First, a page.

Is Controlled Choice a socialist idea? It seems to have socialistic leanings in the sense that all peoples are supposed to be equalized and leveled so that all basic needs are met. We obviously have real life examples of socialism gone wrong, but I think (and I could be wrong) that the core tenets are socialism are geared towards mutual benefit. Wikipedia tells me that “ Socialism refers to various theories of economic organization advocating public or direct worker ownership and administration of the means of production and allocation of resources, and a society characterized by equal access to resources for all individuals with a method of compensation based on the amount of labor expended.”. Dictionary.com says “a theory or system of social organization that advocates the vesting of the ownership and control of the means of production and distribution, of capital, land, etc., in the community as a whole.” There definitely seems to be some overlap. The biggest problem with this theory of socialism, IMO, is pure human greed; enough is never enough. Especially here in America.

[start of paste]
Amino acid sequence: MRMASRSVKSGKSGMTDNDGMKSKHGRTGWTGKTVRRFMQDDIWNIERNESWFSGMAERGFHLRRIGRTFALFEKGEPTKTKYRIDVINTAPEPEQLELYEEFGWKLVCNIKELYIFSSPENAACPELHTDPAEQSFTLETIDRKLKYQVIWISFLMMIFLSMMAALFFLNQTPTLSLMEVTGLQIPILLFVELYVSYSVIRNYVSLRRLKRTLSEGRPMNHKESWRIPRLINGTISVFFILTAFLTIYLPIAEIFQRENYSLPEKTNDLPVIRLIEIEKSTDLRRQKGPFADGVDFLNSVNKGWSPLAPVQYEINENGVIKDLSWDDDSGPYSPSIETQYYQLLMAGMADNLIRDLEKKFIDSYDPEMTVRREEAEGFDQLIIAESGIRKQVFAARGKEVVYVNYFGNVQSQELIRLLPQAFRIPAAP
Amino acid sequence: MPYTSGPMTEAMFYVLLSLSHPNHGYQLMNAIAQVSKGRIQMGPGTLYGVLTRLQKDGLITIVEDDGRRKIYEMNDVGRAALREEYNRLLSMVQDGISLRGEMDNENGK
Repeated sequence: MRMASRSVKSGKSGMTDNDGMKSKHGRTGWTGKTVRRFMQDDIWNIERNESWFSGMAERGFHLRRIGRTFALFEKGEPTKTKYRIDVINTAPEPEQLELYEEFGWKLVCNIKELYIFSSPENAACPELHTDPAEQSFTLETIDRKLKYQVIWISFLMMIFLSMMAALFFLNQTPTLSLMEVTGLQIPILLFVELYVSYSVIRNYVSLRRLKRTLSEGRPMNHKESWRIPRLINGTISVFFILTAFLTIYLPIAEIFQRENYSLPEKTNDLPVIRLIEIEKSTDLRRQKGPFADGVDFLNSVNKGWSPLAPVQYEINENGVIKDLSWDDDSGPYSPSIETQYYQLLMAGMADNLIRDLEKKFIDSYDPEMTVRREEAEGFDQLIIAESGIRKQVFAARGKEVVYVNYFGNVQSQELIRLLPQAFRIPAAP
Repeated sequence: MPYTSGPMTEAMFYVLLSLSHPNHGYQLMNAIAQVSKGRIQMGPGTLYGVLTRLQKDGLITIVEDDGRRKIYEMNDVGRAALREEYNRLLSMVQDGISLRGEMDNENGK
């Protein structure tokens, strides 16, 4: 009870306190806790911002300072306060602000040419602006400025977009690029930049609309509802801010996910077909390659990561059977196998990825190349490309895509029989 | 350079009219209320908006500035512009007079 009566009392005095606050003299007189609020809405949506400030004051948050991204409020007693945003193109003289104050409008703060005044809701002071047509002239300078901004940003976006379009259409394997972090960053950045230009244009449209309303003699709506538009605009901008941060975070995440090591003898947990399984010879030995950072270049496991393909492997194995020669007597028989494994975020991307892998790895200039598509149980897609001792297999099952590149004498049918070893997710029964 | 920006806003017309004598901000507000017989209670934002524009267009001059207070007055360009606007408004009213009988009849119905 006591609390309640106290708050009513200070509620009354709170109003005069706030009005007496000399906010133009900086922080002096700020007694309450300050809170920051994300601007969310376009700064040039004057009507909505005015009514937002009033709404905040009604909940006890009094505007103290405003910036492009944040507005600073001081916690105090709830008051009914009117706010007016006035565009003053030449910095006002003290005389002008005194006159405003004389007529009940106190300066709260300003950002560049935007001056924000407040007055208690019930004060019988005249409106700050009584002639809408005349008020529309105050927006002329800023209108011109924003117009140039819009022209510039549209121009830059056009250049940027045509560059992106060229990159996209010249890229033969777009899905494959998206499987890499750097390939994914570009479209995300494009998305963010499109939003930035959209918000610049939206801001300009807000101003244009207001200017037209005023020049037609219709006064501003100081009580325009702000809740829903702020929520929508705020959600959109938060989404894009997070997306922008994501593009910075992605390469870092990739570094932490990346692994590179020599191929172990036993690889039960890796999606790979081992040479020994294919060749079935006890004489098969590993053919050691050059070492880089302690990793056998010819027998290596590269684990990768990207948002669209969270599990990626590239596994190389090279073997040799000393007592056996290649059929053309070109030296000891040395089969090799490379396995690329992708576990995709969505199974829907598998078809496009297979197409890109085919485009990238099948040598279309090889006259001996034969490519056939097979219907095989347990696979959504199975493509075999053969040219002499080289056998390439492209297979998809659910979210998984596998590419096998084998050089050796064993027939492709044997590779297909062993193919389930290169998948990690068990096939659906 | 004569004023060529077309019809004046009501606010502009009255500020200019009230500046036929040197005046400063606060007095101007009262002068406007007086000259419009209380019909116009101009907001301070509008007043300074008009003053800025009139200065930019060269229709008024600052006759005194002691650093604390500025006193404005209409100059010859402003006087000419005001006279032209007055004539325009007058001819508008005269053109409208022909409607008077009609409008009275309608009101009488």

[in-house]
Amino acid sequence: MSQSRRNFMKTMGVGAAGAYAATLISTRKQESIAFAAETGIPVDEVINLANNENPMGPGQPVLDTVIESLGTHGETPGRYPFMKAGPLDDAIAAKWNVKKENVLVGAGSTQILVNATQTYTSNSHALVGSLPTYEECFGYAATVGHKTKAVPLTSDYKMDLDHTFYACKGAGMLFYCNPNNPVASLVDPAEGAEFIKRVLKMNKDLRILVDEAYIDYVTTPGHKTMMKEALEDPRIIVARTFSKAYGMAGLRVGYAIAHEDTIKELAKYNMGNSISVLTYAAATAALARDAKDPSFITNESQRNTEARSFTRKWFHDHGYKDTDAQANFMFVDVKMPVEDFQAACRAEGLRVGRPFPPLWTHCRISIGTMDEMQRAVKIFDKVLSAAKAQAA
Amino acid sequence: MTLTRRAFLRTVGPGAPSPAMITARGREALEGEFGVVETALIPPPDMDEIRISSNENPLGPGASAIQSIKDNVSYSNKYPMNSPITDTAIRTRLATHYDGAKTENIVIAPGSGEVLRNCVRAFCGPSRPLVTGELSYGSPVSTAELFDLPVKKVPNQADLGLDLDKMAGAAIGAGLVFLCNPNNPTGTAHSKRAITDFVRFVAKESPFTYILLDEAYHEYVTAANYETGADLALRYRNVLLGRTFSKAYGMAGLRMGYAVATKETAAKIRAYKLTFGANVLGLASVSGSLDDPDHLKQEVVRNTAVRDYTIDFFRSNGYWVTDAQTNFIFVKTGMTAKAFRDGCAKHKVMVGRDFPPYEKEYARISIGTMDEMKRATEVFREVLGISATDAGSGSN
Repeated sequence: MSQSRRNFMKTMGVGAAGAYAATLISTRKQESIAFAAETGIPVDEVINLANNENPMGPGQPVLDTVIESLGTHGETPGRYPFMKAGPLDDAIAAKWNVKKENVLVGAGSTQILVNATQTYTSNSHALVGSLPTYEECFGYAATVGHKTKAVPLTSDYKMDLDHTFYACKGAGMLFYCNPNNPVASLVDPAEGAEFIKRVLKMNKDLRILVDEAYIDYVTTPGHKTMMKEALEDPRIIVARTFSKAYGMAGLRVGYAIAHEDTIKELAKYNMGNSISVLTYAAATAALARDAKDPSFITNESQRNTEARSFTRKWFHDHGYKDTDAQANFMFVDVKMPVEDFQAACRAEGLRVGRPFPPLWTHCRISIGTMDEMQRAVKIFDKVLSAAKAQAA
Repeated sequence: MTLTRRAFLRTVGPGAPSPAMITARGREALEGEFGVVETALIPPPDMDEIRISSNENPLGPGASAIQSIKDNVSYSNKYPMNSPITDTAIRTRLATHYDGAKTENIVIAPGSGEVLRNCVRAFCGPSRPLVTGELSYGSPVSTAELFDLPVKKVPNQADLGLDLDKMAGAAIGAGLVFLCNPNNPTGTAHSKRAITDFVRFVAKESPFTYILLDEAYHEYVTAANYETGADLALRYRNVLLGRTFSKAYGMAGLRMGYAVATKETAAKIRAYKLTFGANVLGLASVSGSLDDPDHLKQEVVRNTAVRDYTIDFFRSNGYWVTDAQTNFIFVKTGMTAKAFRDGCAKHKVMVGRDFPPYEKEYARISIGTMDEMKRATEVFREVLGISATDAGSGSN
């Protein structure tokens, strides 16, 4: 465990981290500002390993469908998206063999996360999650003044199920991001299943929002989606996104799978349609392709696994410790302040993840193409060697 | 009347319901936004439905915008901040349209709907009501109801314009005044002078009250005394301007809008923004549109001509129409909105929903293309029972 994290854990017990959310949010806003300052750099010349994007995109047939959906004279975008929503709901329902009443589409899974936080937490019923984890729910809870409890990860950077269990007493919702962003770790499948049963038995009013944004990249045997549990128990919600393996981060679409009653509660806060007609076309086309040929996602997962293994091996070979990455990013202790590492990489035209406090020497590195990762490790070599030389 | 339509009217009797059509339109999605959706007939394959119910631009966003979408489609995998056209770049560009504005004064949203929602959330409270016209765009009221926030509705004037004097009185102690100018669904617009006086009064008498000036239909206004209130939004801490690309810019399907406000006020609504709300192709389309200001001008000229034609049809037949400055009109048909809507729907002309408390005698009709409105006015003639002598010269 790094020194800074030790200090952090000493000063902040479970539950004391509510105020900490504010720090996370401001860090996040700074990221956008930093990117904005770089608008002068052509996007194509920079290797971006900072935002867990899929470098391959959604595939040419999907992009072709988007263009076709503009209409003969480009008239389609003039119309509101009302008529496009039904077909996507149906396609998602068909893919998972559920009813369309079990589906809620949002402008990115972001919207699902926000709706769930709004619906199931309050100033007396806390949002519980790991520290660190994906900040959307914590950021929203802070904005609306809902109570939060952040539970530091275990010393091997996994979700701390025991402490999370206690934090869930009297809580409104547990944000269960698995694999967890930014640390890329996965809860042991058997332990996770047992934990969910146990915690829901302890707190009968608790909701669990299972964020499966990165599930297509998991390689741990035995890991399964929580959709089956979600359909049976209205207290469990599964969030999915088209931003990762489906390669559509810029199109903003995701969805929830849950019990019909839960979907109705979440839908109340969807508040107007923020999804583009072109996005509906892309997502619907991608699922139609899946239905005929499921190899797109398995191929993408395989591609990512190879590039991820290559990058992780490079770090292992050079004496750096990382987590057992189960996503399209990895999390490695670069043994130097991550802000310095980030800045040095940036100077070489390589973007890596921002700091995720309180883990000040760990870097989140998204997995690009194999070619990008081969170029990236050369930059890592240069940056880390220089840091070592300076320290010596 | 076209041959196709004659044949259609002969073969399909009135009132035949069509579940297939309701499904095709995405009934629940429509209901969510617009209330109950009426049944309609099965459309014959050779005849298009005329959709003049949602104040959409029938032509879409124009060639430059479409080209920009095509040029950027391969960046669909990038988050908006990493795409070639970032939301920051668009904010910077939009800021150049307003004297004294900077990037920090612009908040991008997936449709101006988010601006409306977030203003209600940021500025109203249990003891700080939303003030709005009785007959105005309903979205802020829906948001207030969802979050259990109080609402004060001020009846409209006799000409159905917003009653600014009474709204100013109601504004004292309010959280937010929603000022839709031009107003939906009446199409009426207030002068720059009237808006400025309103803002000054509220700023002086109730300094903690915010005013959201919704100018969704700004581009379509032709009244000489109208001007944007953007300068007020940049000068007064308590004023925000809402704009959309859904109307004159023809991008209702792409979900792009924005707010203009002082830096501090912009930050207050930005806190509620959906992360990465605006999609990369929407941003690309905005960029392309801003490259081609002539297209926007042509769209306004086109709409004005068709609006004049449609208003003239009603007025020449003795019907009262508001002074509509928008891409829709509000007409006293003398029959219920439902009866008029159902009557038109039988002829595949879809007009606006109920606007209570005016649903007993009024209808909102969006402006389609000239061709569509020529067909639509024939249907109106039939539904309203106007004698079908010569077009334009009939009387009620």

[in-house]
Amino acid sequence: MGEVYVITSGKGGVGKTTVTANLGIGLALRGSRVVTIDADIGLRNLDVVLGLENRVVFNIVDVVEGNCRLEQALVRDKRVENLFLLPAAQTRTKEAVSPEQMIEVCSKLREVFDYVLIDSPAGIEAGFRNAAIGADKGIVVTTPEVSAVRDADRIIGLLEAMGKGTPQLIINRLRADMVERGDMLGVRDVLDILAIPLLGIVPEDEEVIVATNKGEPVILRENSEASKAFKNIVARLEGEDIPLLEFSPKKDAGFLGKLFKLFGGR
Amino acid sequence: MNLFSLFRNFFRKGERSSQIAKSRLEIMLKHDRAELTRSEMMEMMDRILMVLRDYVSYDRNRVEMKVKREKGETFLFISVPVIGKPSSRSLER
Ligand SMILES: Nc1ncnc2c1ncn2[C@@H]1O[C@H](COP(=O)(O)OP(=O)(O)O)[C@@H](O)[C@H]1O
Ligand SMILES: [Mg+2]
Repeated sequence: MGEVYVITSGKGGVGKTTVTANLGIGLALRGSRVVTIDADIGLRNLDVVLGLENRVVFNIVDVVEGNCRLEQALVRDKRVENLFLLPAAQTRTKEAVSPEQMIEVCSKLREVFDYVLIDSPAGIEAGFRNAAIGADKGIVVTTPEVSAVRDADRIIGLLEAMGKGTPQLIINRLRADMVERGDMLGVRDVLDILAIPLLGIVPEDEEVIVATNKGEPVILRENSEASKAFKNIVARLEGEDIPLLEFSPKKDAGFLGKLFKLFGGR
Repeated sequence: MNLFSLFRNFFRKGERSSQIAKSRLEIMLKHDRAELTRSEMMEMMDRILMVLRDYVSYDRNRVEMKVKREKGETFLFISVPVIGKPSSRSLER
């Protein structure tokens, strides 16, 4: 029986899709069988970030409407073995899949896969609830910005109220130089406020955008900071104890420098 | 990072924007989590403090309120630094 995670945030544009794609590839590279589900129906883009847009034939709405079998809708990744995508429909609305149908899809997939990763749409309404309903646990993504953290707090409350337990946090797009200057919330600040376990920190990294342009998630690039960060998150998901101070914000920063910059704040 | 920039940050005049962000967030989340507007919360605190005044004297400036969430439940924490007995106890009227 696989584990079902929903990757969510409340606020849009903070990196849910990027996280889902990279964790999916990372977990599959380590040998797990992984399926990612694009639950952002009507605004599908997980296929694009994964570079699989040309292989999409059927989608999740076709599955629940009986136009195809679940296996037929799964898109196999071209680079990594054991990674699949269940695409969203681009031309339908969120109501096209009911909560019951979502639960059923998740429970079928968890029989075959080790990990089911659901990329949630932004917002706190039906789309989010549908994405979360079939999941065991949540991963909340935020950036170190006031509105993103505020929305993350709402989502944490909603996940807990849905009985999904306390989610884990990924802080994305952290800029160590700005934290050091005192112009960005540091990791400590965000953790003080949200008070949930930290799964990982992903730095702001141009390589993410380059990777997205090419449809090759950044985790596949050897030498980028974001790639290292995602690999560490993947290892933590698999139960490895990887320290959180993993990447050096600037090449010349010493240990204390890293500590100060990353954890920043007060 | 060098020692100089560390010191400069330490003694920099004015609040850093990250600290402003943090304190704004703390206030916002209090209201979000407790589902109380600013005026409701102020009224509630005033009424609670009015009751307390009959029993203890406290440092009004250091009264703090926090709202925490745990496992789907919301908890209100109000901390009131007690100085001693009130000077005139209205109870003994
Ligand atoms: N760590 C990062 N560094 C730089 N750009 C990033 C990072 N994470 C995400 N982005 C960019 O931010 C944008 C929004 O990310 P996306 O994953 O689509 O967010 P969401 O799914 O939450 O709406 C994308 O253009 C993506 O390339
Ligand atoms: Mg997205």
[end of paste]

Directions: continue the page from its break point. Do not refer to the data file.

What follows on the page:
How does Unit 4 recruit and retain teachers? Are their active scouts/programs/”binders” with the University of Illinois and Parkland?
Chapter 7: The relationship between equity and excellence is very interesting. It seems that schools with a high percentage of low-income students perform worse than affluent-weighted schools, sometimes despite racial balances. If Carrie Busey moves to Savoy, it would seem that the SES balance would shift a bit. I believe (need to confirm) that Carrie Busey is 49% “free and reduced lunch”; what will happen to those students that no longer have Carrie Busey as a Proximity A choice?